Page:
The importance of goat production in the Iberian Peninsula is well illustrated by the fact that it holds nearly 25 % of the caprine census of the European Union [3]. There are six and 22 caprine breeds officially recognized in Portugal and Spain, respectively, which are raised mostly on marginal and forest lands under extensive conditions. Although a few genetic diversity studies have been carried out for some of these breeds [47], no comprehensive analysis has been published regarding their overall diversity and genetic structure. In the current study, we aimed at investigating the amount of diversity, population structure, level of inbreeding and genetic relationships across a broad array of local breeds from the Iberian Peninsula and Atlantic and Balearic archipelagos.


Goat sampling

A total of 975 individuals from 29 local populations in Portugal and Spain were sampled for this study (Table 1; Fig. 1). On average, each breed was represented by about 34 individuals (Table 1), although in the case of the highly endangered Formentera population and Guadarrama breed only 11 animals per population were analyzed. Samples were collected on unrelated individuals registered in Herdbooks (whenever available) from three to 39 herds per breed that covered a wide geographical area. Biological samples (blood or hair roots) were collected by qualified veterinarians during their routine practice, in the framework of official programs that were aimed at identifying, controlling the health and confirming parentage of the populations included in the current work. We studied 25 officially recognized breeds from Portugal and Spain and two small isolated populations that are not yet officially recognized (Formentera and Ajuí goats). Among the breeds sampled, Blanca Celtibérica and Celtibérica are two well-differentiated varieties of the same breed that are reared in very distant areas of the Iberian Peninsula (Fig. 1). Furthermore, we included two Northern and Southern ecotypes of the Tinerfeña breed, which differ in their adaptation to climate i.e., the Southern variety is well adapted to the dry climate typical of South Tenerife Island and the Northern one is raised in the humid and rainy areas of the Northern region of this island [6]. The Murciano-Granadina is officially recognized by the Spanish government as a single breed, although two well differentiated subtypes (Murciano and Granadino) can be distinguished [8]. Finally, it should be mentioned that Formentera and Ajuí goats are not officially recognized in Spain as distinct breeds, but they were included in the study because they are considered as populations with a unique identity in their regions of origin (Balearic and Canary Islands, respectively).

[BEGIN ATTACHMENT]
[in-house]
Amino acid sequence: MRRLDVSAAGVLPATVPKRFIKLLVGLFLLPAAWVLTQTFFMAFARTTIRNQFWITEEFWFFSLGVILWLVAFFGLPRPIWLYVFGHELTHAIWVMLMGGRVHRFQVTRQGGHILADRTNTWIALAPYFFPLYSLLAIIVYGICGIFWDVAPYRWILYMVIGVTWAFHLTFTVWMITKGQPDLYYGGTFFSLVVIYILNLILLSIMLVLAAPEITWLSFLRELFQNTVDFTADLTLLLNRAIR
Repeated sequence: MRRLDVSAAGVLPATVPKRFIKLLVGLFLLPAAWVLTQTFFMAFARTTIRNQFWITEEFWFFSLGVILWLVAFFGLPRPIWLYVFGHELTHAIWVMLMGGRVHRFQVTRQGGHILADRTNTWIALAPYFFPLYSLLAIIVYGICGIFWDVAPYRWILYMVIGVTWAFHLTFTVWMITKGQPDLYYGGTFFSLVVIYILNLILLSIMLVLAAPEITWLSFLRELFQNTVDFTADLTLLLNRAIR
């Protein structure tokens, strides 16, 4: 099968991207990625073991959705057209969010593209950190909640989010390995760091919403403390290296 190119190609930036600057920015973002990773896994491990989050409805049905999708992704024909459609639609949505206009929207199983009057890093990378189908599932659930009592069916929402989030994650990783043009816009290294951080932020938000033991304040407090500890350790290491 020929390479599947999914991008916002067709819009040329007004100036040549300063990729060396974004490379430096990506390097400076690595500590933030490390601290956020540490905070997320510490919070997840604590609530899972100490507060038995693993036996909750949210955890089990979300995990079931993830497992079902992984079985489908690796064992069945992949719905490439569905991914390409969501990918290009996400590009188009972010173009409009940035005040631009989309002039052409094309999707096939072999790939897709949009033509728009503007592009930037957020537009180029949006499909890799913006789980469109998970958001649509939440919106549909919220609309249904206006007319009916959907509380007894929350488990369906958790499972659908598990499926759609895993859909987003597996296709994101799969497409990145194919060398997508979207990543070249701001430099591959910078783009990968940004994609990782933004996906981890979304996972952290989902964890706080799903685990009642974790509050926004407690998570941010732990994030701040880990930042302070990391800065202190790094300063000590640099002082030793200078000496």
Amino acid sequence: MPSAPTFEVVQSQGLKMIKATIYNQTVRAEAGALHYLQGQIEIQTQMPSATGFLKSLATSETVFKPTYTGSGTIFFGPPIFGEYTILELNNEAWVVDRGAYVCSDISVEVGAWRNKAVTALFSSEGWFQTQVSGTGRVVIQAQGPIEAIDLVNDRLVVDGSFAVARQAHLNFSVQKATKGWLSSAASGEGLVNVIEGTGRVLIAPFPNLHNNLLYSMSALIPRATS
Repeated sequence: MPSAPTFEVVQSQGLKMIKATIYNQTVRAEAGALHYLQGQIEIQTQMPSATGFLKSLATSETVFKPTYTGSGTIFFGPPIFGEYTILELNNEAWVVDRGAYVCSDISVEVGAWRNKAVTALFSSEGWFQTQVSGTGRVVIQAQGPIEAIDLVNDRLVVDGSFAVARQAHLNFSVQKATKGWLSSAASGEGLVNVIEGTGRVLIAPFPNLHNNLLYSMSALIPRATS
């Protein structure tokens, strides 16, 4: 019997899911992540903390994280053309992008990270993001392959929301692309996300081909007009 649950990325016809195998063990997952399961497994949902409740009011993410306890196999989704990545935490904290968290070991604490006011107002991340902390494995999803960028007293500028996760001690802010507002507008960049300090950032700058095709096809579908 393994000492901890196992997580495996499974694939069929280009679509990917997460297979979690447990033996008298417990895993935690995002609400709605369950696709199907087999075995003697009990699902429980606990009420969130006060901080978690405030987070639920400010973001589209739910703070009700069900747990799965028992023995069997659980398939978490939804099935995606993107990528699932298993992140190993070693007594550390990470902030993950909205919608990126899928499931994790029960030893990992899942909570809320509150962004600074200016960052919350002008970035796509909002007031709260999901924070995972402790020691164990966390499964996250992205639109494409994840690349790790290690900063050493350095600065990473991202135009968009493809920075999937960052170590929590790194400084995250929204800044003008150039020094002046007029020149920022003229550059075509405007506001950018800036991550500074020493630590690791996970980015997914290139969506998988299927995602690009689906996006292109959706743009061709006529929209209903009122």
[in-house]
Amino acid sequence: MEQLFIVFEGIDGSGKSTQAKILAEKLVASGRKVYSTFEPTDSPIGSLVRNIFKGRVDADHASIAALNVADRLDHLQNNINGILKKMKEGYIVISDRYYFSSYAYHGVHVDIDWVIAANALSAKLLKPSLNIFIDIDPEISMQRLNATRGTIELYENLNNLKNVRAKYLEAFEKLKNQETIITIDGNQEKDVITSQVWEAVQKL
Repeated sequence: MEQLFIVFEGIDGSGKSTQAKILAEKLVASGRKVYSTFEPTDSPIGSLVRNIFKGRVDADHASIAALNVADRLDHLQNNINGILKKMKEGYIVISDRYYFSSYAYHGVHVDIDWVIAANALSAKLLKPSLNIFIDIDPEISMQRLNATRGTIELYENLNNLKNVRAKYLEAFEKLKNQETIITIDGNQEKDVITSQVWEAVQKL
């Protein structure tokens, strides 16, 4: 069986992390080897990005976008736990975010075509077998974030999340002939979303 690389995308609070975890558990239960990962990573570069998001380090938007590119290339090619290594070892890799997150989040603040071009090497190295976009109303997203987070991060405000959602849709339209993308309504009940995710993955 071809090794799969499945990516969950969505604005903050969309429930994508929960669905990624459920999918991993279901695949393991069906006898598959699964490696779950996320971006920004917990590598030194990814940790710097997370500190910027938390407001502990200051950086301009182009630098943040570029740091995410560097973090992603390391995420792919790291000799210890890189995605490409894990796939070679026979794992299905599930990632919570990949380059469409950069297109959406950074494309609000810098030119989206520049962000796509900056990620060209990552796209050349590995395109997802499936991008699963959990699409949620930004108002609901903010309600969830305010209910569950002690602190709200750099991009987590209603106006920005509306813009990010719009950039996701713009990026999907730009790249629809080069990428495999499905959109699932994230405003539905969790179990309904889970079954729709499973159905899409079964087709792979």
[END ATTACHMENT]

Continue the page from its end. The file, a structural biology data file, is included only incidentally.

Table 1

Genetic diversity parameters estimated with 20 microsatellite loci in 29 Portuguese and Spanish goat populations







He ± SD

Ho ± SD









6.60 ± 2.50


0.695 ± 0.043

0.654 ± 0.027








7.10 ± 3.09


0.687 ± 0.048

0.626 ± 0.020




 Azpi Gorria




6.70 ± 2.81


0.659 ± 0.039

0.634 ± 0.017




 Blanca de Rasqueraa




6.25 ± 2.81


0.634 ± 0.050

0.586 ± 0.017








4.50 ± 2.21

0.611 ± 0.062

0.551 ± 0.038








5.61 ± 2.40

0.688 ± 0.042

0.677 ± 0.029








6.50 ± 2.54


0.654 ± 0.045

0.537 ± 0.022




 Blanca Andaluza




6.65 ± 2.62


0.665 ± 0.041

0.631 ± 0.017








7.15 ± 2.66


0.663 ± 0.042

0.621 ± 0.017




 Blanca Celtibérica




6.55 ± 2.26


0.652 ± 0.044

0.574 ± 0.021








6.80 ± 2.88


0.683 ± 0.041

0.627 ± 0.017








6.6 0 ± 2.37


0.655 ± 0.049

0.615 ± 0.017








7.25 ± 3.01


0.697 ± 0.036

0.666 ± 0.017








6.40 ± 3.14


0.672 ± 0.041

0.674 ± 0.017




 Negra Serrana




6.35 ± 2.62


0.657 ± 0.037

0.605 ± 0.017








4.20 ± 1.61


0.598 ± 0.051

0.558 ± 0.034







6.35 ± 2.39


0.652 ± 0.045

0.573 ± 0.017








6.80 ± 2.61


0.649 ± 0.040

0.600 ± 0.017








5.85 ± 2.28


0.651 ± 0.029

0.618 ± 0.017








6.60 ± 2.89


0.637 ± 0.038

0.612 ± 0.017








4.15 ± 1.53


0.497 ± 0.038

0.507 ± 0.018




 Tenerife Nortec




5.30 ± 2.47


0.603 ± 0.037

0.588 ± 0.018




 Tenerife Surc



6.00 ± 2.58


0.595 ± 0.037